Thursday 30 July 2015 at 12:06Returning to the Spiritual Wellspring of my Childhood
by Tessa Tennant,
A cycle through Barra, The Uists, Benbecula and South Harris
On 7th June, I boarded the Oban to Barra ferry with my husband Bill and our bikes, to take our People's Pilgrimage up most of the Western Isles of Scotland. I have known these wild lands all my life, my heart sings to be here.
Yet the islands are vulnerable to climate change, especially the probability of more frequent extreme storms, like the one in 2005, which hit the islands full force and left all but one of the MacPherson family dead, as they tried to escape their coastal home. Sea-levels are predicted to rise half a meter this century, which will lead to erosion of the dune belts and salination of the fertile machair they protect. The machair is the farming lifeblood of the islands and an extraordinary wildlife haven, especially for flowers, insects and birds.
I’m a regular cyclist and we took the journey at a gentle pace, riding the south-westerly breezes and thanking our luck at the perfect weather. It’s difficult to escape thoughts of how things were and could be, what land might disappear, and the contrast with the hubbub of mainland life. You can see for miles and there are few trees, so secrets are difficult to hide. The quarries, the roads, the houses – every human construction is visible. So is the past in the ruins, dumped cars and the ancient now unused, ill-named lazy beds where crops used to be grown.
Time seems concertinaed here.
I feel most strongly rooted in my faith when I’m in the wilds. I’ve not run away from the world, far from it, but much of the time the modern world doesn’t set my soul on fire. Here, it does! From the seal songs on the wind in the Sound of Barra, to the standing stone and all its portent in Polochar, to the shorebirds nests, the wafts of dogrose, the curlews, meadow pipits and skylarks singing overhead – if you ignore the trash left by humans, you can believe you’re in heaven! Why are we such vandals?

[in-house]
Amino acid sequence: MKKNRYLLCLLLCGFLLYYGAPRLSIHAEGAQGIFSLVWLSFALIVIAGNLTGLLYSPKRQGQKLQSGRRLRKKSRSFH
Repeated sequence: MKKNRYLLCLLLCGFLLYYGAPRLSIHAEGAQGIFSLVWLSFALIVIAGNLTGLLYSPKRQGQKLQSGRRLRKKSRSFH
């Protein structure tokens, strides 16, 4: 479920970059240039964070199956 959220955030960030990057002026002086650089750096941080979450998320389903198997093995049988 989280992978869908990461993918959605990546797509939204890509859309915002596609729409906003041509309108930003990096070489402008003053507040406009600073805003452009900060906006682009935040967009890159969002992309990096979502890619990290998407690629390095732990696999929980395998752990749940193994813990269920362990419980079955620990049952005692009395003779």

Two things I reflected on, learned just in the last year. They are connected.
The first is the concept of shifting baselines – what we grow up with, we assume to be the norm. But that norm is only relative, and doesn’t help us understand what was, and what we’ve lost. The second is the understanding that in my lifetime, even in supposedly nature-loving Britain, we’ve moved from an environment of wildlife abundance to one of scarcity for many species.
There are definitely fewer peewits, butterflies and fish out here, and it’s not my mind playing tricks it’s in the records. Langass Lodge has photographs of trout catches from the early 1900s which would make a modern fisher weep. I’ve seen photos taken around the same time of the large red deer herds on Harris. During my childhood, there were none. By chance Bill and I saw two when we rose with the first light one morning. So there’s always hope, the abundance could come again, if we allow it to.
Take a step outside for the climate and share it with the world for the People's Pilgrimage.